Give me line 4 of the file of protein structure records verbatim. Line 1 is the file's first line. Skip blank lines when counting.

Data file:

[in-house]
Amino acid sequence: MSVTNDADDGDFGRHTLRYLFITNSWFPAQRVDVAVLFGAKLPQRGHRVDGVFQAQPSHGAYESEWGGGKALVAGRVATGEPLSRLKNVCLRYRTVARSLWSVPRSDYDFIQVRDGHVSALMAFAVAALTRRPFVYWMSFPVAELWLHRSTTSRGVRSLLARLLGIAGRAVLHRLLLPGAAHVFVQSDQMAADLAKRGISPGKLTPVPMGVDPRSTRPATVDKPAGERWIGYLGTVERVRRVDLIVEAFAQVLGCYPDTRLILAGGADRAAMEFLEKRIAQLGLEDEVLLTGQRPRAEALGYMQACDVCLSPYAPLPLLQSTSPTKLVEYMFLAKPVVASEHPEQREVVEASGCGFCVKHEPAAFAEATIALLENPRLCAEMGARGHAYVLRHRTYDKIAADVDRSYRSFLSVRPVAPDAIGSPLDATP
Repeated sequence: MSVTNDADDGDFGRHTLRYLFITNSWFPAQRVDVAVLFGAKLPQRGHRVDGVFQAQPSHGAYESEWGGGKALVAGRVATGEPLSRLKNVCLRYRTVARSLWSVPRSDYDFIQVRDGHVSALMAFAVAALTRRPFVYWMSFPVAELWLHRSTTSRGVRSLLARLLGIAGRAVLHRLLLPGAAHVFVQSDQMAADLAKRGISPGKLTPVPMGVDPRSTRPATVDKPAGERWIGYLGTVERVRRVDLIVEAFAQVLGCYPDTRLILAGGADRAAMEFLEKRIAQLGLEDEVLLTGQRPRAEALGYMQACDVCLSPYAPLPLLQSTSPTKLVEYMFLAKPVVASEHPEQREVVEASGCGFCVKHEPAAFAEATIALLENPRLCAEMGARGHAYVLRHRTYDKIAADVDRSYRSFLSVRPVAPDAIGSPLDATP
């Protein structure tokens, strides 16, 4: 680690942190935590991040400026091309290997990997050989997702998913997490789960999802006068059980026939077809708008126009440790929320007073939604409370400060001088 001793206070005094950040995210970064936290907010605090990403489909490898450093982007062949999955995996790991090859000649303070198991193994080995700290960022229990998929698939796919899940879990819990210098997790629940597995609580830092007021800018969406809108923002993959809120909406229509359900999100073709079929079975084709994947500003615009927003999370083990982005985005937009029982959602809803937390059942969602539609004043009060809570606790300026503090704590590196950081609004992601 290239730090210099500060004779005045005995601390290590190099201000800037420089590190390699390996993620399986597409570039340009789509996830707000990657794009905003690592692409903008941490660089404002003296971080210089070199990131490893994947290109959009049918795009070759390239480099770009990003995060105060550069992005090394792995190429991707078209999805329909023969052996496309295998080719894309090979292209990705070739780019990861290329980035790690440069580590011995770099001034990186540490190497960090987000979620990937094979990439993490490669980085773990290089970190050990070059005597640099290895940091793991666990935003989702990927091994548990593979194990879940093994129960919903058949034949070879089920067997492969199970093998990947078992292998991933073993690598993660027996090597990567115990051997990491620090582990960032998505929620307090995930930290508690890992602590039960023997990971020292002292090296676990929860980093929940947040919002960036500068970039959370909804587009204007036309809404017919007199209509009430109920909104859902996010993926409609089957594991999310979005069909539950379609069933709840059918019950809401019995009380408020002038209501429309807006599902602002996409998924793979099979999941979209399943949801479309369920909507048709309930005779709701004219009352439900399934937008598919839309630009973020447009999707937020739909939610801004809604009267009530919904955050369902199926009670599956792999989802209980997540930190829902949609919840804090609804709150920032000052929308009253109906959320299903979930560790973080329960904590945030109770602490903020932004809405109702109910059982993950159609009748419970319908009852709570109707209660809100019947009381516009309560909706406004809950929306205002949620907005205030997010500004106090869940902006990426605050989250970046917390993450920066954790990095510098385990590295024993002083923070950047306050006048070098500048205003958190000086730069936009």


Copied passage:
């Protein structure tokens, strides 16, 4: 680690942190935590991040400026091309290997990997050989997702998913997490789960999802006068059980026939077809708008126009440790929320007073939604409370400060001088 001793206070005094950040995210970064936290907010605090990403489909490898450093982007062949999955995996790991090859000649303070198991193994080995700290960022229990998929698939796919899940879990819990210098997790629940597995609580830092007021800018969406809108923002993959809120909406229509359900999100073709079929079975084709994947500003615009927003999370083990982005985005937009029982959602809803937390059942969602539609004043009060809570606790300026503090704590590196950081609004992601 290239730090210099500060004779005045005995601390290590190099201000800037420089590190390699390996993620399986597409570039340009789509996830707000990657794009905003690592692409903008941490660089404002003296971080210089070199990131490893994947290109959009049918795009070759390239480099770009990003995060105060550069992005090394792995190429991707078209999805329909023969052996496309295998080719894309090979292209990705070739780019990861290329980035790690440069580590011995770099001034990186540490190497960090987000979620990937094979990439993490490669980085773990290089970190050990070059005597640099290895940091793991666990935003989702990927091994548990593979194990879940093994129960919903058949034949070879089920067997492969199970093998990947078992292998991933073993690598993660027996090597990567115990051997990491620090582990960032998505929620307090995930930290508690890992602590039960023997990971020292002292090296676990929860980093929940947040919002960036500068970039959370909804587009204007036309809404017919007199209509009430109920909104859902996010993926409609089957594991999310979005069909539950379609069933709840059918019950809401019995009380408020002038209501429309807006599902602002996409998924793979099979999941979209399943949801479309369920909507048709309930005779709701004219009352439900399934937008598919839309630009973020447009999707937020739909939610801004809604009267009530919904955050369902199926009670599956792999989802209980997540930190829902949609919840804090609804709150920032000052929308009253109906959320299903979930560790973080329960904590945030109770602490903020932004809405109702109910059982993950159609009748419970319908009852709570109707209660809100019947009381516009309560909706406004809950929306205002949620907005205030997010500004106090869940902006990426605050989250970046917390993450920066954790990095510098385990590295024993002083923070950047306050006048070098500048205003958190000086730069936009």